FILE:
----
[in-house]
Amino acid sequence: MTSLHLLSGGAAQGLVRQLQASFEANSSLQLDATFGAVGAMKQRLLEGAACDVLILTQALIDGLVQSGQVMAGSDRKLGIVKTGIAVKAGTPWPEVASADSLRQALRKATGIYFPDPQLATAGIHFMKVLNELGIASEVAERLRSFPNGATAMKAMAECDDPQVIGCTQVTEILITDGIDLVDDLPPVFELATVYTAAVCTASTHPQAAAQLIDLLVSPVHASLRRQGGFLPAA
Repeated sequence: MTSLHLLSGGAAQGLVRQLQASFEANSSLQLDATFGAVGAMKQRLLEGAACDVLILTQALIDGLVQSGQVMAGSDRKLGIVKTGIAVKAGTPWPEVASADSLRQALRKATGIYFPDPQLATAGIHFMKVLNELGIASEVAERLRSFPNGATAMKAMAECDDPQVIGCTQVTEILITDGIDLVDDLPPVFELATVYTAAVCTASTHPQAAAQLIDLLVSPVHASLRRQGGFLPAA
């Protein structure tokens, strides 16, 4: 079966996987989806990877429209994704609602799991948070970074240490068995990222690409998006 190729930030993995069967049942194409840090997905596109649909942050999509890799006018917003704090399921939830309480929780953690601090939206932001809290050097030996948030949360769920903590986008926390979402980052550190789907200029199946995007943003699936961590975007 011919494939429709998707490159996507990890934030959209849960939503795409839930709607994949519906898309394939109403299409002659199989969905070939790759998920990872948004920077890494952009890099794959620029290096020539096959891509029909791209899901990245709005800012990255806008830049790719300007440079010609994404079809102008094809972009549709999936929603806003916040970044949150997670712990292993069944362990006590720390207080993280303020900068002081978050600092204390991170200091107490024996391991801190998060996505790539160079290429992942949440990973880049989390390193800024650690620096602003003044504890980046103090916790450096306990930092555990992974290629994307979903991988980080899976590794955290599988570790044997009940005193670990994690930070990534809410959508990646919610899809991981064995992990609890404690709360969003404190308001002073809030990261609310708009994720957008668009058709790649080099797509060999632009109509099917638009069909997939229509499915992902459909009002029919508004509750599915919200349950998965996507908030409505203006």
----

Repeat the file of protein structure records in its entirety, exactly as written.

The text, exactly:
[in-house]
Amino acid sequence: MTSLHLLSGGAAQGLVRQLQASFEANSSLQLDATFGAVGAMKQRLLEGAACDVLILTQALIDGLVQSGQVMAGSDRKLGIVKTGIAVKAGTPWPEVASADSLRQALRKATGIYFPDPQLATAGIHFMKVLNELGIASEVAERLRSFPNGATAMKAMAECDDPQVIGCTQVTEILITDGIDLVDDLPPVFELATVYTAAVCTASTHPQAAAQLIDLLVSPVHASLRRQGGFLPAA
Repeated sequence: MTSLHLLSGGAAQGLVRQLQASFEANSSLQLDATFGAVGAMKQRLLEGAACDVLILTQALIDGLVQSGQVMAGSDRKLGIVKTGIAVKAGTPWPEVASADSLRQALRKATGIYFPDPQLATAGIHFMKVLNELGIASEVAERLRSFPNGATAMKAMAECDDPQVIGCTQVTEILITDGIDLVDDLPPVFELATVYTAAVCTASTHPQAAAQLIDLLVSPVHASLRRQGGFLPAA
């Protein structure tokens, strides 16, 4: 079966996987989806990877429209994704609602799991948070970074240490068995990222690409998006 190729930030993995069967049942194409840090997905596109649909942050999509890799006018917003704090399921939830309480929780953690601090939206932001809290050097030996948030949360769920903590986008926390979402980052550190789907200029199946995007943003699936961590975007 011919494939429709998707490159996507990890934030959209849960939503795409839930709607994949519906898309394939109403299409002659199989969905070939790759998920990872948004920077890494952009890099794959620029290096020539096959891509029909791209899901990245709005800012990255806008830049790719300007440079010609994404079809102008094809972009549709999936929603806003916040970044949150997670712990292993069944362990006590720390207080993280303020900068002081978050600092204390991170200091107490024996391991801190998060996505790539160079290429992942949440990973880049989390390193800024650690620096602003003044504890980046103090916790450096306990930092555990992974290629994307979903991988980080899976590794955290599988570790044997009940005193670990994690930070990534809410959508990646919610899809991981064995992990609890404690709360969003404190308001002073809030990261609310708009994720957008668009058709790649080099797509060999632009109509099917638009069909997939229509499915992902459909009002029919508004509750599915919200349950998965996507908030409505203006």